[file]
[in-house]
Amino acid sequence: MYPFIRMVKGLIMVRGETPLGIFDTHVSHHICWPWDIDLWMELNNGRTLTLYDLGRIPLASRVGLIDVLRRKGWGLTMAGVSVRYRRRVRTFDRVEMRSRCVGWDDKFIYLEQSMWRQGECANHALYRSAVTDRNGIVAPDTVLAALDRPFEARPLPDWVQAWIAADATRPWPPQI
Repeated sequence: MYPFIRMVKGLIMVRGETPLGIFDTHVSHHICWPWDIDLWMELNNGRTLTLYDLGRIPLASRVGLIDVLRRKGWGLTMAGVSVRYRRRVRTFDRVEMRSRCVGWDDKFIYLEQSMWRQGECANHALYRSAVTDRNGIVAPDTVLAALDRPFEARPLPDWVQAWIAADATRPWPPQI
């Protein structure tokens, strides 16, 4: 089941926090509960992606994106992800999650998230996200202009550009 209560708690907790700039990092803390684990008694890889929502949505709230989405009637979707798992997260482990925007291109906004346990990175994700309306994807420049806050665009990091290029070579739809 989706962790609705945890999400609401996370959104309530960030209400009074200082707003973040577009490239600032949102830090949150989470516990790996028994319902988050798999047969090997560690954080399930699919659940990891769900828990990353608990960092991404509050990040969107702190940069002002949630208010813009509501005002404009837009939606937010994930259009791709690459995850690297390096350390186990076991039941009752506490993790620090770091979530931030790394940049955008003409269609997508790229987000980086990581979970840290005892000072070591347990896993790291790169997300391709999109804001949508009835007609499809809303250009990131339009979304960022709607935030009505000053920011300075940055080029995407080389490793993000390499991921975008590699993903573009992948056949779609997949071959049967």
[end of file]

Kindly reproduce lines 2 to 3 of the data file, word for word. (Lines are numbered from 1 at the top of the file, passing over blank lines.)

Amino acid sequence: MYPFIRMVKGLIMVRGETPLGIFDTHVSHHICWPWDIDLWMELNNGRTLTLYDLGRIPLASRVGLIDVLRRKGWGLTMAGVSVRYRRRVRTFDRVEMRSRCVGWDDKFIYLEQSMWRQGECANHALYRSAVTDRNGIVAPDTVLAALDRPFEARPLPDWVQAWIAADATRPWPPQI
Repeated sequence: MYPFIRMVKGLIMVRGETPLGIFDTHVSHHICWPWDIDLWMELNNGRTLTLYDLGRIPLASRVGLIDVLRRKGWGLTMAGVSVRYRRRVRTFDRVEMRSRCVGWDDKFIYLEQSMWRQGECANHALYRSAVTDRNGIVAPDTVLAALDRPFEARPLPDWVQAWIAADATRPWPPQI